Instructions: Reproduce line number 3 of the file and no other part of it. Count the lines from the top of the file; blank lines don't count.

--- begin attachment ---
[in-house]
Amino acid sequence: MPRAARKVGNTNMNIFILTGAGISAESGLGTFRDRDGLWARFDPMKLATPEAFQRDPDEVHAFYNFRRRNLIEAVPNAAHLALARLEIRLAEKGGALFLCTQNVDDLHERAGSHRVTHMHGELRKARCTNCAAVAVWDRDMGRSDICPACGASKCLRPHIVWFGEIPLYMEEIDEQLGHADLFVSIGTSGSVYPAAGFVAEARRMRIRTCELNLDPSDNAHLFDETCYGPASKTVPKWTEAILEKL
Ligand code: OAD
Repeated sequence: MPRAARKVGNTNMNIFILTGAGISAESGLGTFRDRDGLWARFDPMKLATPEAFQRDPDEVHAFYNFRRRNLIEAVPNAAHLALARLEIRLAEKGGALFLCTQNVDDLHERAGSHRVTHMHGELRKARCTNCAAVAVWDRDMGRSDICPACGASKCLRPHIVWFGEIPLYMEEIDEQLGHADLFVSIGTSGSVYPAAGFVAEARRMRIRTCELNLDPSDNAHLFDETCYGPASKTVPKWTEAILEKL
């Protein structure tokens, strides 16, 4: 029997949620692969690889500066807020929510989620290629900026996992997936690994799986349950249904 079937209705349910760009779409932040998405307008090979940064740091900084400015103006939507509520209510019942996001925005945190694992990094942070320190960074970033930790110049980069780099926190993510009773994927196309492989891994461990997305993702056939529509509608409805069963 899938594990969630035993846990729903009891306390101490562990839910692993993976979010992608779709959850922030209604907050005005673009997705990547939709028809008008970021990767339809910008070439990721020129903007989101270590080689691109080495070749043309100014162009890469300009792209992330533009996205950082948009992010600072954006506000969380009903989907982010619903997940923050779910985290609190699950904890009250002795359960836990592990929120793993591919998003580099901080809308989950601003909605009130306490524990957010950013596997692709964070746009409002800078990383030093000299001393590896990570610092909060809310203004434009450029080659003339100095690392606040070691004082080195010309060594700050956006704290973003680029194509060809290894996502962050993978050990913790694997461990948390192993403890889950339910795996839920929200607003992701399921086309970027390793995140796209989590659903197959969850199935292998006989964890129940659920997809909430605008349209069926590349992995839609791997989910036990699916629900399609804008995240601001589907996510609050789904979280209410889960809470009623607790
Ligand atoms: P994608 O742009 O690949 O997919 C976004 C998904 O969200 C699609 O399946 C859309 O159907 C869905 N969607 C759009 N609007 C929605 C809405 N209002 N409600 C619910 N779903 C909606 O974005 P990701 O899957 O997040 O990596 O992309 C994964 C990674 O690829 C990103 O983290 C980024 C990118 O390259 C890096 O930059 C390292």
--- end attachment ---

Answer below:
Ligand code: OAD